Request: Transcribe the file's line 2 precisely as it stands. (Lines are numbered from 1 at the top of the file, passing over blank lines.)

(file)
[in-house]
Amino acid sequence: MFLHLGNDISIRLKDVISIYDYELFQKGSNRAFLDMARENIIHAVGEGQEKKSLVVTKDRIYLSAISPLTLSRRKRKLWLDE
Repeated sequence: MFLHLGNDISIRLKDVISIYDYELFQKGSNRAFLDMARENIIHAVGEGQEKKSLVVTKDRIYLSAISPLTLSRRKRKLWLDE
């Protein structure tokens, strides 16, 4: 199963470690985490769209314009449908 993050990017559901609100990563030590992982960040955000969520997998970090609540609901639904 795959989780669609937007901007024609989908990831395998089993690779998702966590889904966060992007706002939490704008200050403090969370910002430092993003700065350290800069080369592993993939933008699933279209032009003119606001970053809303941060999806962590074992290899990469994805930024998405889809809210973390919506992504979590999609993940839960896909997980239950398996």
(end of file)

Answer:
Amino acid sequence: MFLHLGNDISIRLKDVISIYDYELFQKGSNRAFLDMARENIIHAVGEGQEKKSLVVTKDRIYLSAISPLTLSRRKRKLWLDE